The folks at Codemasters have been knocking it out of the park with their F1 games of late.
The F1 2017 game is widely regarded as the best showcase of the sport in a video game in recent memory but that title has now been claimed by F1 2018.
I don’t say that lightly because F1 2017 was as close to perfect you could get but this new game takes the best bits from F1 2017 and builds on it.
Fresh from the academy
As with all F1 games, the Career mode sees you starting out as a grunt.
Players are able to choose which team they’d prefer to race for and as with past games these teams have goals and expectations that you must meet.
In past games your driver was referred to by your team’s name so for instance, “On pole we have, a Sauber, Hamilton, Bottas…” and it wasn’t very nice on the ear.
This year players are able to select an audio name that David Croft and Anthony Davidson will say during races but the range of options isn’t that great.
Despite saying “Brendon” numerous times, that audio name isn’t available. Even more common names seem absent. There are however some cool names such as The Engineer, Mr. Monaco and The Joker.
After creating your driver you are introduced to the basics of the game. Instead of a lounge area in the paddock as in 2017 the player is now in the control room. Here players are able to look around (which still has no point) and access a workstation. Here you can read emails that contain information for the next or current race (the smartphone from 2017 is gone), upgrade your vehicle and check your trophy cabinet.
The biased motorsport media
When you start your career in Australia you meet Emma and are also introduced to Claire, a motorsport journalist who will check in with you from time to time and conduct interviews.
The interviews with Claire are timed and your responses have an impact on the game.
For example, after the opening race in Australia I commended the chassis team for the stability of the vehicle. This resulted in upgrades for that department being cheaper and faster.
The flip side of this is criticising a department leads to upgrades taking longer and being more expensive.
It’s quite clear which responses will have a positive or negative influence but sometimes, you just need to tell that aerodynamics department to up its game.
During your interviews with Claire you will also be given the chance to respond as a showman or a sportsman and certain responses can lose you respect with another team. Haas hates me because I called Grosjean an idiot and if I might’ve ruined future contract prospects because of that.
Teams will favour either a showman or a sportsman (this is outlined at team selection) and you will garner or lose favour depending on your responses to these sorts of questions.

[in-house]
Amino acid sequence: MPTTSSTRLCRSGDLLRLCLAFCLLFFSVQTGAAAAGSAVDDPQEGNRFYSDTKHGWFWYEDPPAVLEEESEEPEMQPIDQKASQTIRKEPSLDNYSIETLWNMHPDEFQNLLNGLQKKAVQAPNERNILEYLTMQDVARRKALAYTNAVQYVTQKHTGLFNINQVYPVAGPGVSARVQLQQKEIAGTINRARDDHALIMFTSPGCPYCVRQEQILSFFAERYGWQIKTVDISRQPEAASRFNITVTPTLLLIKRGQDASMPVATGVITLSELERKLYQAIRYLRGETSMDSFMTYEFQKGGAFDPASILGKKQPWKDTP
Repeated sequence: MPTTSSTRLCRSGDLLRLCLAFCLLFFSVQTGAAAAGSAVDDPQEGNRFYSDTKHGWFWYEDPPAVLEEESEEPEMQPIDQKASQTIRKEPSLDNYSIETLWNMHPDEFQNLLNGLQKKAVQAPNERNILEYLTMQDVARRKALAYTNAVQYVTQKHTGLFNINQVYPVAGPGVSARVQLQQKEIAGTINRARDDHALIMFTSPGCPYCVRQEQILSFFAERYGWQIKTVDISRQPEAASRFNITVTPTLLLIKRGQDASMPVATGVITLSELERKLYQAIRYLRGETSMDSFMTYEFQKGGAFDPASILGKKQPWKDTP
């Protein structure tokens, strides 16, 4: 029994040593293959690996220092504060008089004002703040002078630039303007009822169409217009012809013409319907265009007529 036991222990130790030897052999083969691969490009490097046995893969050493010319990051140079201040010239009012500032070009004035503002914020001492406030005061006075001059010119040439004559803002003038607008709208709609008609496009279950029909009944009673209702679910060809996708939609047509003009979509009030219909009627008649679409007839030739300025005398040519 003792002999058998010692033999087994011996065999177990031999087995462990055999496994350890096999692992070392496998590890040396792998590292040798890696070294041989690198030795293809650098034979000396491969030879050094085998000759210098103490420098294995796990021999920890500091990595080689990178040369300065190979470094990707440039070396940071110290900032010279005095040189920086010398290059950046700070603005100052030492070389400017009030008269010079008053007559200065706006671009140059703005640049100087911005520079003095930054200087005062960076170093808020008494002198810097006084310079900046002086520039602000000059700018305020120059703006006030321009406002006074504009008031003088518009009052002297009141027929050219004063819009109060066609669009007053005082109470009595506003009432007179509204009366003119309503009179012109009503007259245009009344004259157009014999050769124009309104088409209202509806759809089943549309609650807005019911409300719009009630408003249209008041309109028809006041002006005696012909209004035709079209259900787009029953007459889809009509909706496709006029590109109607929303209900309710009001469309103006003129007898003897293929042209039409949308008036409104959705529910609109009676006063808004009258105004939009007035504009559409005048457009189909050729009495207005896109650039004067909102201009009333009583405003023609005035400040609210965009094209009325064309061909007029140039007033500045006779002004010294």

Coasting the corner?
Ahead of a race weekend various cutscenes will play out featuring the drivers from the previous teams. These cutscenes play out in exactly the same way as they did in previous games albeit with better graphics.
On that point, people don’t look as garish as they did in past games but they also don’t look as good as games where people are more prominent. The cars are gorgeous though, as always and lighting is incredible, especially at night or in the rain.
AI is a lot more aggressive than in the F1 2017 and will fight for position in and out of corners and passing rarely goes uncontested with fake-outs and blocking aplenty.
While earning resource points in F1 2017 was a chore in F1 2018 upgrading your vehicle is faster thanks to you earning more resource points per race. This puts less emphasis on “what can I afford right now” and more on “what does my car really need right now”.
There are not massive changes to F1 2018 but rather incremental improvements that really help to round off the entire experience. While this might be starting to get a bit long in the tooth for fans of the series it’s hard to criticise a formula that works, and works well.
A word on the multiplayer
As far as multiplayer goes F1 2018 becomes more of a destruction derby than a racing game once you enter the unranked multiplayer lobbies.
Codemaster’s has tried to solve this with the Multiplayer Super License.
Simply put, this tracks your skill, how cleanly you race and how long you’ve been racing for.
The skill level is determined by your Rank which is in turn determined by the folks you beat. Beat a driver with higher skill and you could get a better ranking. The cleanliness or Safety Ranking checks how long you can race between prangs.
The more you race, the better your Super License is and the better your ranking will be.
I have jumped into one unranked multiplayer game, had an over-eager Ferrari ploughed into the side of me coming into Eau Rouge at Spa-Francorchamps on the first lap and decided that perhaps the Career is where I should stay, for my own sanity.
F1 2018 is very much a game for fans of the sport. That having been said if you’ve ever had even a passing interest in the sport this game is worth checking out.
What the F1 games do really well is merge the technicalities of the sport with the joy of racing around iconic circuits such as Monaco, Monza and Silverstone at 300kmph. There is as much joy to be found in the technical aspect of tuning your vehicle’s setup and queuing up upgrades as there is in winning a race.
Whether you are a hardcore racing fan or a newbie that wants to get as close to a F1 car as some of us ever will then F1 2018 is the game for you.
This game will suck you in and before you know it will be overtaking your gaming life-like Ricciardo going into a corner.
Disclaimer: The reviewer purchased a copy of F1 2018 on Steam. A code was not provided by the publisher.